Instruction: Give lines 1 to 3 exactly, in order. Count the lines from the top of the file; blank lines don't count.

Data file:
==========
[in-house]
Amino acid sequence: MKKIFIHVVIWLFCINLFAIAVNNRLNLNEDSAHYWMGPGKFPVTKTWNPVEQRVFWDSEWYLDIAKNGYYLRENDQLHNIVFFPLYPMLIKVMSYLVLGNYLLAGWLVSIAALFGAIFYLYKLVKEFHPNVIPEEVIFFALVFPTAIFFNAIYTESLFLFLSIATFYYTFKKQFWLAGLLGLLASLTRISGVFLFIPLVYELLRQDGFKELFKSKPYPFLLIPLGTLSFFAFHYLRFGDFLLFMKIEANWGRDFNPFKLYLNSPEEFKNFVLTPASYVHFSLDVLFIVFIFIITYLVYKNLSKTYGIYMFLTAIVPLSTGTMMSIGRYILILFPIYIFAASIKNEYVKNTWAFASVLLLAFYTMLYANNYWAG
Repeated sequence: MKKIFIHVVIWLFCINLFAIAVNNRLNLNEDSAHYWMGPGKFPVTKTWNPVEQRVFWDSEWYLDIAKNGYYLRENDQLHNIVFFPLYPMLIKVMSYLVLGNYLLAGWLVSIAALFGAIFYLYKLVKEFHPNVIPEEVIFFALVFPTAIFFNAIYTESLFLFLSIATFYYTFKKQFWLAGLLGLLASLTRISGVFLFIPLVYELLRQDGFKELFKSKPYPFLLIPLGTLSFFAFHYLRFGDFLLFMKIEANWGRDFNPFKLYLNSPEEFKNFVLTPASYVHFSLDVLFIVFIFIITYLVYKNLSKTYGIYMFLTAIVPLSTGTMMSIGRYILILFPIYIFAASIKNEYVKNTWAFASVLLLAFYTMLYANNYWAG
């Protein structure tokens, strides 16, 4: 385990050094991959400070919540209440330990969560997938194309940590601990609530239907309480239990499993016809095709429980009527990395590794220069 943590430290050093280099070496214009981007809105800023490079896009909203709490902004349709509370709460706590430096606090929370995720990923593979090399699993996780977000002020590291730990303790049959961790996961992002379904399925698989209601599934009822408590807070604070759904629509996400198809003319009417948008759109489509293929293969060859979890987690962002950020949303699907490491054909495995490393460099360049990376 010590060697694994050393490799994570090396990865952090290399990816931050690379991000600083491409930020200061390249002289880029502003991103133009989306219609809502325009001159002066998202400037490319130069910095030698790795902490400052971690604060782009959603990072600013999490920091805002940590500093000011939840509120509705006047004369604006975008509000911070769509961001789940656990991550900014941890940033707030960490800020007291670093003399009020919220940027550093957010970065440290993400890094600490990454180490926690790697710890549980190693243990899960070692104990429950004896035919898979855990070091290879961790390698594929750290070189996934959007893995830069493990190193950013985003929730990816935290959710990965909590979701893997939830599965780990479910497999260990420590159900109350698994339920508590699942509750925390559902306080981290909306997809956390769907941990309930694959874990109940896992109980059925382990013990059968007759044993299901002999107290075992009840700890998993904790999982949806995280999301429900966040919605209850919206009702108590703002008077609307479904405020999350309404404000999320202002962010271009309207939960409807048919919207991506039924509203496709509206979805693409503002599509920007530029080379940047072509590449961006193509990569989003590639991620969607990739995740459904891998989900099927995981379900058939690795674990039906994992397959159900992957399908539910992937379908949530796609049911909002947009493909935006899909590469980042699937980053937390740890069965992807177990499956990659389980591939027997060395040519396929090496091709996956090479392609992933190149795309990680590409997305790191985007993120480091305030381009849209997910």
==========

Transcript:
[in-house]
Amino acid sequence: MKKIFIHVVIWLFCINLFAIAVNNRLNLNEDSAHYWMGPGKFPVTKTWNPVEQRVFWDSEWYLDIAKNGYYLRENDQLHNIVFFPLYPMLIKVMSYLVLGNYLLAGWLVSIAALFGAIFYLYKLVKEFHPNVIPEEVIFFALVFPTAIFFNAIYTESLFLFLSIATFYYTFKKQFWLAGLLGLLASLTRISGVFLFIPLVYELLRQDGFKELFKSKPYPFLLIPLGTLSFFAFHYLRFGDFLLFMKIEANWGRDFNPFKLYLNSPEEFKNFVLTPASYVHFSLDVLFIVFIFIITYLVYKNLSKTYGIYMFLTAIVPLSTGTMMSIGRYILILFPIYIFAASIKNEYVKNTWAFASVLLLAFYTMLYANNYWAG
Repeated sequence: MKKIFIHVVIWLFCINLFAIAVNNRLNLNEDSAHYWMGPGKFPVTKTWNPVEQRVFWDSEWYLDIAKNGYYLRENDQLHNIVFFPLYPMLIKVMSYLVLGNYLLAGWLVSIAALFGAIFYLYKLVKEFHPNVIPEEVIFFALVFPTAIFFNAIYTESLFLFLSIATFYYTFKKQFWLAGLLGLLASLTRISGVFLFIPLVYELLRQDGFKELFKSKPYPFLLIPLGTLSFFAFHYLRFGDFLLFMKIEANWGRDFNPFKLYLNSPEEFKNFVLTPASYVHFSLDVLFIVFIFIITYLVYKNLSKTYGIYMFLTAIVPLSTGTMMSIGRYILILFPIYIFAASIKNEYVKNTWAFASVLLLAFYTMLYANNYWAG